Eventually, the ones that decide to go green would be rewarded with increasing value and lower funding costs, narrowing the financial imbalance.

Jacky T.K. Tam, Ma On Shan

Malaysia’s king holds key to general election

I refer to the article, “Will Malaysia’s Umno wash out its chances of victory if it holds a snap election?” ( September 18).

Malaysia’s Prime Minister Ismail Sabri Yaakob is said to be facing more than one storm. The upper echelons of his party Umno, of which he is not the head, are demanding a general election, even as the country braces itself for flash floods during the monsoon season set to begin in November.

But dissolving Parliament is not as simple a process as pressing a button. It is done upon request of the prime minister to the king. The Federal Constitution allows the king to act in his discretion on three matters: the appointment of the prime minister, the dissolution of Parliament and requests for a meeting of the Conference of Rulers, comprising the sultans and the governors of four non-royal states.


Thus, while the king acts on advice of the cabinet, he can withhold his consent to a request to dissolve Parliament as he deems fit.

Recall that the king refused to accede to then-prime minister Muhyiddin Yassin’s request to declare a state of emergency nationwide in October 2020. The king’s decision might seem to fly in the face of the Privy Council decision in Teh Cheng Poh v Public Prosecutor (1979) that the king’s functions “are those of a constitutional monarch and … he does not exercise any of his functions under the Constitution on his own initiative but is required by Article 40(1) to act in accordance with the advice of the Cabinet”.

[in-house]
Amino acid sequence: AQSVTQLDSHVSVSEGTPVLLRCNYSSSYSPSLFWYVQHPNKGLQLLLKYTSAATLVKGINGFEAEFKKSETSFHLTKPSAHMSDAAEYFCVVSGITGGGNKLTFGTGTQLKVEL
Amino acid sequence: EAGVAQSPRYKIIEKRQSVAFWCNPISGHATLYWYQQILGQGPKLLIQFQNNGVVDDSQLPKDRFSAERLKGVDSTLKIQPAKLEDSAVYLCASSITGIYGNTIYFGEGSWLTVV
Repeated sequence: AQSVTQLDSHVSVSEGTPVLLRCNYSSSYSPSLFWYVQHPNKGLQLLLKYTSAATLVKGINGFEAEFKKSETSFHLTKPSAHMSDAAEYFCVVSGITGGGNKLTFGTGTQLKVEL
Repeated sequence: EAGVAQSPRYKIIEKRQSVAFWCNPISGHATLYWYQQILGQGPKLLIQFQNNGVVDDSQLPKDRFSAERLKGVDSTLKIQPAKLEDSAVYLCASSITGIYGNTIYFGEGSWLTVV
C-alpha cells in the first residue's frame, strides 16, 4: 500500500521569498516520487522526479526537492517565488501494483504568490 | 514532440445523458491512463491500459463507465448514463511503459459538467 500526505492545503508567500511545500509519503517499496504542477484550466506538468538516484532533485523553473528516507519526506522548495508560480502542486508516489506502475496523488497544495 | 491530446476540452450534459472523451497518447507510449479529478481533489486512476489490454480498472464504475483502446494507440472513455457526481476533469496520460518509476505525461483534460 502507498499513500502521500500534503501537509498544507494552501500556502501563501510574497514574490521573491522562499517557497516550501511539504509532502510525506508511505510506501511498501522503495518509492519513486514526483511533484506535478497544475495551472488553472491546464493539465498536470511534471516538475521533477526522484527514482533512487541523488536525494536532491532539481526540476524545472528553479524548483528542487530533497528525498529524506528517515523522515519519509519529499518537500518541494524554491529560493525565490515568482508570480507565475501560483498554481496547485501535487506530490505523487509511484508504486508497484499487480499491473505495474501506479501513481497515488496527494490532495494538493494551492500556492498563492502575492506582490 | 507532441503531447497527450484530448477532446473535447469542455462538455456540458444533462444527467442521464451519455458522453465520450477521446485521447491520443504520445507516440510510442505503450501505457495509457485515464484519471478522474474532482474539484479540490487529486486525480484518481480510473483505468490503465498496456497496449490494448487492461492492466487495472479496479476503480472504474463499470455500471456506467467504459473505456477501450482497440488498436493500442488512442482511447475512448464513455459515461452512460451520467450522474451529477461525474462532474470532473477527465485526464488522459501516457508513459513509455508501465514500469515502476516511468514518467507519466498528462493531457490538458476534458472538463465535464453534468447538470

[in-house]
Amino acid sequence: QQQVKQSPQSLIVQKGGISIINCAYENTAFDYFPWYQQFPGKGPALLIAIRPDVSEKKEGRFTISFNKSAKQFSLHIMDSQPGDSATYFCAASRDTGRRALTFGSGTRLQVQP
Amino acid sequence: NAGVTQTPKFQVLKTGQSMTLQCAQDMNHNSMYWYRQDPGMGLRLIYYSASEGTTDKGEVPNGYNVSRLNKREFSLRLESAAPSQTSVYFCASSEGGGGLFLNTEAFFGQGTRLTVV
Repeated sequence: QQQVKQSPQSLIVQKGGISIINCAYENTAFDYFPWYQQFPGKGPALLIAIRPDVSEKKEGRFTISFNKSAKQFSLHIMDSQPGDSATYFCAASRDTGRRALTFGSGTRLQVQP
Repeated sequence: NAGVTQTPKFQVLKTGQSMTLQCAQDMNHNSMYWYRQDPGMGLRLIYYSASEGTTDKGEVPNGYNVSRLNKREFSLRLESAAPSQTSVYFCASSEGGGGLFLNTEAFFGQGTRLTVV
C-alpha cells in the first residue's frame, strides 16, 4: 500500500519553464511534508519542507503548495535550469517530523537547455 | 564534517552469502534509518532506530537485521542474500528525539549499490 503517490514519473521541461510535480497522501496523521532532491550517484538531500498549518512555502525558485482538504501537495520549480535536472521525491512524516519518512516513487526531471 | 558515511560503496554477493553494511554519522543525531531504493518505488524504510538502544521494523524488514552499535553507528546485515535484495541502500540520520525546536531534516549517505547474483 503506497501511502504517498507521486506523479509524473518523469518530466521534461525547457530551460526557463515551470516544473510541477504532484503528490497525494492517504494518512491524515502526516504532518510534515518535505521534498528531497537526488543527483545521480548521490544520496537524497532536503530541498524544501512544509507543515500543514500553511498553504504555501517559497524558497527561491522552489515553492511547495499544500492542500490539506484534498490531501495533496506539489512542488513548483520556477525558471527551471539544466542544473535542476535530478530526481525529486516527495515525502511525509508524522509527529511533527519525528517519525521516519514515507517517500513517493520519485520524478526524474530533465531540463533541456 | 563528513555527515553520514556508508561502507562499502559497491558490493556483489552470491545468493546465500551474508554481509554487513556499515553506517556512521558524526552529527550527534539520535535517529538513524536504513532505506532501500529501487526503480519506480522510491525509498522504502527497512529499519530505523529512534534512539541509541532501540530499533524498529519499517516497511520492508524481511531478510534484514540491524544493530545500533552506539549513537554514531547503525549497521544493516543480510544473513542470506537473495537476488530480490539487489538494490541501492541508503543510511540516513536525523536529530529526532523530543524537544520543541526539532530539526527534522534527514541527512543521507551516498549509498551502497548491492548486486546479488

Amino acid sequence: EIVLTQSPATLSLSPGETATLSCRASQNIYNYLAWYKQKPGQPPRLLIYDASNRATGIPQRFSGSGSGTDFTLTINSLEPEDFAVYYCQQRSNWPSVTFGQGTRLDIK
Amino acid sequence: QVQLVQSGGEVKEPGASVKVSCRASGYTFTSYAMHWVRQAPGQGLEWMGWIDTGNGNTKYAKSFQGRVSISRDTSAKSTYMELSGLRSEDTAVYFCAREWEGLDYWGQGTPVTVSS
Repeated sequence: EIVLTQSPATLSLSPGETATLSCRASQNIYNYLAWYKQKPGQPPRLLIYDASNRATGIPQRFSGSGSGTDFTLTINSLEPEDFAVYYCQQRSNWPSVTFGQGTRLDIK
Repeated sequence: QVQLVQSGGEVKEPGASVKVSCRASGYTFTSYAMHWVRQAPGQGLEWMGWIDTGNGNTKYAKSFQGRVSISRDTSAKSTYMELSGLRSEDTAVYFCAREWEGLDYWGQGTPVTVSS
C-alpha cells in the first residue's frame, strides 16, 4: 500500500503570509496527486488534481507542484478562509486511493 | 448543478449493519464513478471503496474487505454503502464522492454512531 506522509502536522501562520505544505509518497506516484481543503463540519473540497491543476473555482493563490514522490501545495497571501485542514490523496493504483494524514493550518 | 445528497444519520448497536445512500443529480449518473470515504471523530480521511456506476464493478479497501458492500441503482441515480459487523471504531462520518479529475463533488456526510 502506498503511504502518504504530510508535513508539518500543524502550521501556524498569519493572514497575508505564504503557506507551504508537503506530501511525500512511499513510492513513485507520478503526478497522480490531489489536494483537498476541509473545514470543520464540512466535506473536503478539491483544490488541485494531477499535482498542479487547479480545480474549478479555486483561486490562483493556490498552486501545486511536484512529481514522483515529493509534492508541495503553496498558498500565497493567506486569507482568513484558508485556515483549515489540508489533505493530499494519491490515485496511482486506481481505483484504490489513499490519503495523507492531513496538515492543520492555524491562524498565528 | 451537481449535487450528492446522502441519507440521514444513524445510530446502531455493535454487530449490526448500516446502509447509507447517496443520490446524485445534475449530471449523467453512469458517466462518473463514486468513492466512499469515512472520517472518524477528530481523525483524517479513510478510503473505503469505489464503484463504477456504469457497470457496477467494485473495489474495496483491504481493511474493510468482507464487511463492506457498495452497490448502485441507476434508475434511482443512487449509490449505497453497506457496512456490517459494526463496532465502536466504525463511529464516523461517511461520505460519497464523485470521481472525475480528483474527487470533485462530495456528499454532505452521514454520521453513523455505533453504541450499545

But among the country’s own constitutional experts, the decision by the king to refuse the advice to proclaim an emergency has a sound constitutional basis.


If such residual discretion has a sound constitutional basis, what more where the king may act in his discretion to withhold consent for the dissolution of Parliament? On this matter, the Malaysian king holds the key.

Mohamad Hafiz Bin Hassan, lecturer, Faculty of Law, Multimedia University, Malacca, Malaysia

Fix interest rates to bring economic stability

The scourge of modern economics is floating interest rates. It has now got to the stage whereby unless the Organisation for Economic Cooperation and Development (OECD) and Group of 20 economies go along with the US Federal Reserve and its interest rate increases, no one economy can act alone on setting their interest rates without being adversely affected economically.

Money supply and a country’s economic welfare are dependent on confidence, security and resources. If we wish to maintain confidence and social stability while quickly reducing inflation, the only solution is for most developed countries to fix their official interest rates for the next three years. This will also help stabilise and reduce fluctuating employment numbers, exchange rates and current and trade accounts.

Fixed rates for OECD and G20 countries should be 6.25 per cent for borrowers and 3.75 per cent for savings, leaving a 2.5 per cent margin for lenders. We might not be able to defeat greed, but we can certainly marginalise the greedy and give the world some economic stability in the short term.

Mike Musgrave, New South Wales, Australia